“Thinking Green” (Why Moms Need to Conserve Brain Cells)

Today over at her blog “Chocolate for the Brain,” my friend Sherri Antonetti writes about hitting a mental block with her third grader’s homework.

I haven’t experienced this quite yet … my kids are still young, and thanks to my academic pursuits, I still have a few years before I become the Worlds Dumbest Parent. Maybe.

Even so, I can’t help but notice that my brain is missing some of the elasticity it had ten or twenty years ago. More and more frequently I have to look up familiar verses and quotes. In conversation with kids and adults alike, I grasp for words, or accidentally replace one with another. All mothers go through this, due to stress and sleep deprivation. But it’s unsettling when it happens to you.

All this does not point to an easy road ahead, when I return to school. I remember watching my mother struggle to learn her pharmacology conversions when she got her LPN license at the age of 36. Then I couldn’t understand why she went over and over the same sheet of paper, never seeming to get anything to “stick.”

Now I get it.

So, how is a mom supposed to conserve brain cells — and keep the ones she has fresh and supple?

Taking care of yourself is a good first step — keeping hydrated and taking those Omega-3s, watching the diet to maintain a healthy level of cholesterol and blood pressure. Eat lots of fruits, vegetables, and grains for Vitamins B (spinach, beans, strawberries), C (citrus and tomatoes), and E (nuts, seeds, and grains).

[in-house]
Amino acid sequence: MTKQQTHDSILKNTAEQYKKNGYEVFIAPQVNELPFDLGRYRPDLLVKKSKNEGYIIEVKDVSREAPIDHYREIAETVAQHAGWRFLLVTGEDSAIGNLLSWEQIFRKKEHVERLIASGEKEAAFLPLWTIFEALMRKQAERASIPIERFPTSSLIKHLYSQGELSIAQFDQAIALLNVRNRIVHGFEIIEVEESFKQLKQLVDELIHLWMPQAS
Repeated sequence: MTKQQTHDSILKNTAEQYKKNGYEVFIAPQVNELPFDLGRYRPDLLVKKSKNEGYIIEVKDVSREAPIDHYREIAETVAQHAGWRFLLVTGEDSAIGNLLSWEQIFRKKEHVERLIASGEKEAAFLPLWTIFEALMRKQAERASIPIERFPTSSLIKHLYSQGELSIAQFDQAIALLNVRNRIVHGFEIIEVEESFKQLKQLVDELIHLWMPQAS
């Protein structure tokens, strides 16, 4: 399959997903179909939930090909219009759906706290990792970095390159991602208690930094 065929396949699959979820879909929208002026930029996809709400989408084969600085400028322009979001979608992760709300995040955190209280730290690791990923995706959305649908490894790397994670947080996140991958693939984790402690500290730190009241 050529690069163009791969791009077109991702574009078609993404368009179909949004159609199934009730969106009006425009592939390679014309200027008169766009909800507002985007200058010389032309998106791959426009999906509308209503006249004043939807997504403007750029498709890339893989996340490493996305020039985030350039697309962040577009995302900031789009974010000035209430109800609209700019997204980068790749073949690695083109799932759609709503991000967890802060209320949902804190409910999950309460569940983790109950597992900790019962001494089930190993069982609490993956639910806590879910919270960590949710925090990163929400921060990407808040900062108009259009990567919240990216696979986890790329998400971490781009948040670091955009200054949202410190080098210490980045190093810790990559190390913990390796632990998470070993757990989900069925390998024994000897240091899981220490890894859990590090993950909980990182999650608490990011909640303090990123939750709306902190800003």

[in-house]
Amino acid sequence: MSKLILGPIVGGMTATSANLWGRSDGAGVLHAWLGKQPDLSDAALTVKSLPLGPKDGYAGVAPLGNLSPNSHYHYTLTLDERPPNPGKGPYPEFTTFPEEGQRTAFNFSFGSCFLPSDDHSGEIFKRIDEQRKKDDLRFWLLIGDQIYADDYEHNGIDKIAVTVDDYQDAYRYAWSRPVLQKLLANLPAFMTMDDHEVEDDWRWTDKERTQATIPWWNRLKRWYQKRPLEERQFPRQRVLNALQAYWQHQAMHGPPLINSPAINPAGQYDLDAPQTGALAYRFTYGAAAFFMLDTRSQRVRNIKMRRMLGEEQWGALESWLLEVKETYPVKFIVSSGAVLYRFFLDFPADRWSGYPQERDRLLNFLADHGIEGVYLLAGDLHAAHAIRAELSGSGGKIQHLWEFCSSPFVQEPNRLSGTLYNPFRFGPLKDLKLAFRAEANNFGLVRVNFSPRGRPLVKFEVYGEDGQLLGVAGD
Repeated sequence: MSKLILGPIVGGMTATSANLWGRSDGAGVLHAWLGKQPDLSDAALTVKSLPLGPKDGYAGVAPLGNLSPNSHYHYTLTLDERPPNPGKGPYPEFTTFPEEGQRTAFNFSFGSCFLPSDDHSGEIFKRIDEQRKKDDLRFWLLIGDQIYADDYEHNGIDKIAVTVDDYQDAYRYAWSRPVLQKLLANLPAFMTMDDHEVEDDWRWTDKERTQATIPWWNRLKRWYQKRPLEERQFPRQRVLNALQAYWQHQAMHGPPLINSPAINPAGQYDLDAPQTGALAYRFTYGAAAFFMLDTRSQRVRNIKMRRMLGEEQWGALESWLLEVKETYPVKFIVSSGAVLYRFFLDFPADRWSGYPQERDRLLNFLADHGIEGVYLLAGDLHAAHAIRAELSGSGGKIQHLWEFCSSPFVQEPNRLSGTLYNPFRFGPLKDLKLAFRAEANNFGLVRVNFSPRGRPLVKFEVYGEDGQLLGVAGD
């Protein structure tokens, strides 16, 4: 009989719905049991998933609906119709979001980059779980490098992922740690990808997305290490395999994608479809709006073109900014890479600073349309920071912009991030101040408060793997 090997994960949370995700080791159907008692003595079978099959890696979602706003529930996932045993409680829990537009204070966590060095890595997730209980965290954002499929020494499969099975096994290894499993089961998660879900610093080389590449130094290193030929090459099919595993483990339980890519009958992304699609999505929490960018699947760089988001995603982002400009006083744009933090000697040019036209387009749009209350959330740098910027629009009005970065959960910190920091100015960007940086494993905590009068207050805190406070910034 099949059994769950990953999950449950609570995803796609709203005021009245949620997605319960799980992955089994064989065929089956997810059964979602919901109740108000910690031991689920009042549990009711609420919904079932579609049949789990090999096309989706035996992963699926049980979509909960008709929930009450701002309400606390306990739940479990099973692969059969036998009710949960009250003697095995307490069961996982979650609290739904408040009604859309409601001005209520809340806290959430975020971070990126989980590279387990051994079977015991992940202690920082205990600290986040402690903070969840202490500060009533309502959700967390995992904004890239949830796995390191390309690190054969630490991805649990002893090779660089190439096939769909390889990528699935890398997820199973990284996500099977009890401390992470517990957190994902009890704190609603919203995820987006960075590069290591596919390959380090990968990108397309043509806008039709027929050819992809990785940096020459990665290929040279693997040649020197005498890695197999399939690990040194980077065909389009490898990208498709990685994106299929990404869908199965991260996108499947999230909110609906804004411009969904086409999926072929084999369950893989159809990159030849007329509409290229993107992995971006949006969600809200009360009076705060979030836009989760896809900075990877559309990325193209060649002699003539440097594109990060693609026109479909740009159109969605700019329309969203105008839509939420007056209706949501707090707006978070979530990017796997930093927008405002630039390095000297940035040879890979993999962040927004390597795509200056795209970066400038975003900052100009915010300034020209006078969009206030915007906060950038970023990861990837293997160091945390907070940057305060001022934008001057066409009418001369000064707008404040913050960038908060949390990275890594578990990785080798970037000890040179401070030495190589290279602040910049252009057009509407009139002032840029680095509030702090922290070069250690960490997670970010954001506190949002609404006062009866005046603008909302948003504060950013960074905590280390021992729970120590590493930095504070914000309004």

Brush and floss. Did you know there is a connection between chronic inflammation from gum disease and Alzheimer’s and heart disease?

Stay physically fit. There is a connection between physical and mental fitness. As we age, a holistic approach is best — striving to keep a healthy balance socially, spiritually, mentally, and physically. Seek moderation, rather than excess.

Challenge yourself. Minimize the time you spend in front of the television — do crosswords or Sudoku, or listen to classic books on tape while you’re running errands. Next time you go to the bookstore, stop by a non-fiction section of the library and pick up something on history, science, geography/travel. Make a point of learning something new — and of memorizing something — every day.

Finally, if you want to be sure to recall something, remember that visual memory is more reliable than audible memory — that is, you’re more likely to remember something if you see it than if you just hear it … and even better if you actually write it down.

Institute “family reading time.” Choose a family goal – 100 hours or 1000 “manhours” of non-essential (non-school related) reading. When you hit your goal, the whole family gets a treat! (One family I know makes their kids read the book version of whatever movie they want to see … ).

As we head toward summer, let’s think of how we can make the most of the time — let’s keep learning!

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